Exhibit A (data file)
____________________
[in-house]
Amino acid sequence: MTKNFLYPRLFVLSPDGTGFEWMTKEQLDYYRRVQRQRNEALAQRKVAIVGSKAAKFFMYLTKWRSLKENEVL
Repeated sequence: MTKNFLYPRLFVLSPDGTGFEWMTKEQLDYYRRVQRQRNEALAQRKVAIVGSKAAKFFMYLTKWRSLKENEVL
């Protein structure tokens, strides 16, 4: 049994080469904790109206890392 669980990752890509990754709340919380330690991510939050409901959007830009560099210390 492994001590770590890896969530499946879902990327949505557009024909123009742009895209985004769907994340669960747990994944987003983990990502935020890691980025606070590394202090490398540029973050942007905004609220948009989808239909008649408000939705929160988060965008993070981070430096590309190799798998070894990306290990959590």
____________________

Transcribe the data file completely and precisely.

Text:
[in-house]
Amino acid sequence: MTKNFLYPRLFVLSPDGTGFEWMTKEQLDYYRRVQRQRNEALAQRKVAIVGSKAAKFFMYLTKWRSLKENEVL
Repeated sequence: MTKNFLYPRLFVLSPDGTGFEWMTKEQLDYYRRVQRQRNEALAQRKVAIVGSKAAKFFMYLTKWRSLKENEVL
């Protein structure tokens, strides 16, 4: 049994080469904790109206890392 669980990752890509990754709340919380330690991510939050409901959007830009560099210390 492994001590770590890896969530499946879902990327949505557009024909123009742009895209985004769907994340669960747990994944987003983990990502935020890691980025606070590394202090490398540029973050942007905004609220948009989808239909008649408000939705929160988060965008993070981070430096590309190799798998070894990306290990959590």